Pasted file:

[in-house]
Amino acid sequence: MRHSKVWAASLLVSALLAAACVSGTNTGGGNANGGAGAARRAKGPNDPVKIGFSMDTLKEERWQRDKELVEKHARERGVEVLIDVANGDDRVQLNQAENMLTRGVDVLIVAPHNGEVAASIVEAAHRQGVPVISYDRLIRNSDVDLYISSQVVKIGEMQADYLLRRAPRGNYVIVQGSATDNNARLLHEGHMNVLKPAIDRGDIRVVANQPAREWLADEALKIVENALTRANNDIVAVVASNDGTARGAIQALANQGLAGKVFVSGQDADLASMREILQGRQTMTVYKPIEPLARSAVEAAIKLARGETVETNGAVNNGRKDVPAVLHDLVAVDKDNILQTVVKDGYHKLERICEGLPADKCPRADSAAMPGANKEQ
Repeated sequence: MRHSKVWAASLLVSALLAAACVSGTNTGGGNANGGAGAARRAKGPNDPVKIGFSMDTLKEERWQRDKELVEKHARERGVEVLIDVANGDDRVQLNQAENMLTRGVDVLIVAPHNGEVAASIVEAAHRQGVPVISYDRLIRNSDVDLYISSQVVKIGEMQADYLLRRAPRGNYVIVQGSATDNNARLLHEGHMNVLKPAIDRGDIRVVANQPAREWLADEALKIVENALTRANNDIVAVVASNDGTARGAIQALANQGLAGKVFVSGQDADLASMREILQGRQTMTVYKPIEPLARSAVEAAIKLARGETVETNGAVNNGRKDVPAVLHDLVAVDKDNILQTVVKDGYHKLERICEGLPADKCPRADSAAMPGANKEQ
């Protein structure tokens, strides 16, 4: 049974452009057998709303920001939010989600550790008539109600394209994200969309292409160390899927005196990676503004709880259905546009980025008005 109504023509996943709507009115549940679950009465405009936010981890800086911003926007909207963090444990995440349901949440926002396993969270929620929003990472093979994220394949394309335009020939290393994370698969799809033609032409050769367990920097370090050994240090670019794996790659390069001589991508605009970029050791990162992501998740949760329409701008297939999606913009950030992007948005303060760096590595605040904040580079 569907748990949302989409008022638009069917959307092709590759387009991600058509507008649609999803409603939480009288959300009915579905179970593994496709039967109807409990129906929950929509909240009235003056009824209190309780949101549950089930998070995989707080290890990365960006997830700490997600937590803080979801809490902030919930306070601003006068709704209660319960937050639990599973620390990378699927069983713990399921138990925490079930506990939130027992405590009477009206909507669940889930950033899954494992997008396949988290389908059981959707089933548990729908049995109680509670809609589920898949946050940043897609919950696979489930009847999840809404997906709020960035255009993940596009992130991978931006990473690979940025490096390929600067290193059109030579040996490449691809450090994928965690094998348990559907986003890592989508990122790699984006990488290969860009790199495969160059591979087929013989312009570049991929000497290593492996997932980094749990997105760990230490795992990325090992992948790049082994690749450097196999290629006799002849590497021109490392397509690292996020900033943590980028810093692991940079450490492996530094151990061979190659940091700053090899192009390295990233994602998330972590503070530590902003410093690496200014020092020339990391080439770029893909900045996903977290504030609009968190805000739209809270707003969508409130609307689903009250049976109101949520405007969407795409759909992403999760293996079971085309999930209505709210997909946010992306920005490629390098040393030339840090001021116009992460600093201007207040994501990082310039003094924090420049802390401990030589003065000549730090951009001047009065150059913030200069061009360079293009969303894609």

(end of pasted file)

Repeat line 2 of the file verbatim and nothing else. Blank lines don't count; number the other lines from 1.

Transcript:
Amino acid sequence: MRHSKVWAASLLVSALLAAACVSGTNTGGGNANGGAGAARRAKGPNDPVKIGFSMDTLKEERWQRDKELVEKHARERGVEVLIDVANGDDRVQLNQAENMLTRGVDVLIVAPHNGEVAASIVEAAHRQGVPVISYDRLIRNSDVDLYISSQVVKIGEMQADYLLRRAPRGNYVIVQGSATDNNARLLHEGHMNVLKPAIDRGDIRVVANQPAREWLADEALKIVENALTRANNDIVAVVASNDGTARGAIQALANQGLAGKVFVSGQDADLASMREILQGRQTMTVYKPIEPLARSAVEAAIKLARGETVETNGAVNNGRKDVPAVLHDLVAVDKDNILQTVVKDGYHKLERICEGLPADKCPRADSAAMPGANKEQ